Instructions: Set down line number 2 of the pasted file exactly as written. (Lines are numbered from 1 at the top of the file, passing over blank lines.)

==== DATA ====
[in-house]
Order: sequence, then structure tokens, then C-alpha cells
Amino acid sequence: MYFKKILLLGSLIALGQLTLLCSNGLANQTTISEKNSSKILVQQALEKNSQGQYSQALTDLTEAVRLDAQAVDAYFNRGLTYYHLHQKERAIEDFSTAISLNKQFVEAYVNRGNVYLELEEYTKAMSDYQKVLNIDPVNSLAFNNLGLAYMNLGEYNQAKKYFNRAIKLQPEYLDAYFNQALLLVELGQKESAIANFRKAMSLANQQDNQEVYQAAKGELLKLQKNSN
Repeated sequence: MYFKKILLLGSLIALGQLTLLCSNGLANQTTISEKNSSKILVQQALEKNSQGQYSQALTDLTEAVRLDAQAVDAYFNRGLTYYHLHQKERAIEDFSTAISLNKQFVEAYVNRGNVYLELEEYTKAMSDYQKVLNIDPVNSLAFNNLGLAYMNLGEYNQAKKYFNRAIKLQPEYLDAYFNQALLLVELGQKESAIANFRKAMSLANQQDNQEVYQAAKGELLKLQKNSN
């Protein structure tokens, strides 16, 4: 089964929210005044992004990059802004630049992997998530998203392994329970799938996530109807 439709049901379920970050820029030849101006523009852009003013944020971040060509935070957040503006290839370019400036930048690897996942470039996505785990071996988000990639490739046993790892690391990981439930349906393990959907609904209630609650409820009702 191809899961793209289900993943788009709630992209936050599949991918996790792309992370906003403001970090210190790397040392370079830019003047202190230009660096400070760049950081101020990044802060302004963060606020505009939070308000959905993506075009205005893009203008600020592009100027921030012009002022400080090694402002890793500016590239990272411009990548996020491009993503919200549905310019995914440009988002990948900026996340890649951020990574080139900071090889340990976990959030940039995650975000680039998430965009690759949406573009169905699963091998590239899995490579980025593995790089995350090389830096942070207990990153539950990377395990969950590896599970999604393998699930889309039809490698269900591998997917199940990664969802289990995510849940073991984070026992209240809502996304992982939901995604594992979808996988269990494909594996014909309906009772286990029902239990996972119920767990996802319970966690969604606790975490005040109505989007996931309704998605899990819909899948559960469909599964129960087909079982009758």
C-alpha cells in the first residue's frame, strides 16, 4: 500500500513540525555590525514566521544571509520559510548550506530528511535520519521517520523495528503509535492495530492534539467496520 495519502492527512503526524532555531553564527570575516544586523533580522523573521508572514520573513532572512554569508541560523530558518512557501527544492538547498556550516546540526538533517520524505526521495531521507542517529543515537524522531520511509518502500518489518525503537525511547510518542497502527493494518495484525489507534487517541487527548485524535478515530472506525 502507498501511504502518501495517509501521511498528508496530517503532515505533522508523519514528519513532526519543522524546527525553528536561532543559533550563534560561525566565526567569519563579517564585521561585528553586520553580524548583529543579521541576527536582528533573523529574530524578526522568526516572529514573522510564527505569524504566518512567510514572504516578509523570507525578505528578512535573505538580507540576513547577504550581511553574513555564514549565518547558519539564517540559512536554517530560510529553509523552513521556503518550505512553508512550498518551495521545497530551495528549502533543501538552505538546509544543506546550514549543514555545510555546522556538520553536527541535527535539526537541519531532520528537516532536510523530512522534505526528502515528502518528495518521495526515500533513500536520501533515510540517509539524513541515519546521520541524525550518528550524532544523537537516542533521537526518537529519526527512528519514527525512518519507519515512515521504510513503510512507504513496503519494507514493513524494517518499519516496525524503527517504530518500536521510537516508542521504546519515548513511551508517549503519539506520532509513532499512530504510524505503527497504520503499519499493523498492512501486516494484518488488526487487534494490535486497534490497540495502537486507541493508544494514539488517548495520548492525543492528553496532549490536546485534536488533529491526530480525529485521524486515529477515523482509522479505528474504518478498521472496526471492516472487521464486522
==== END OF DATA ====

Order: sequence, then structure tokens, then C-alpha cells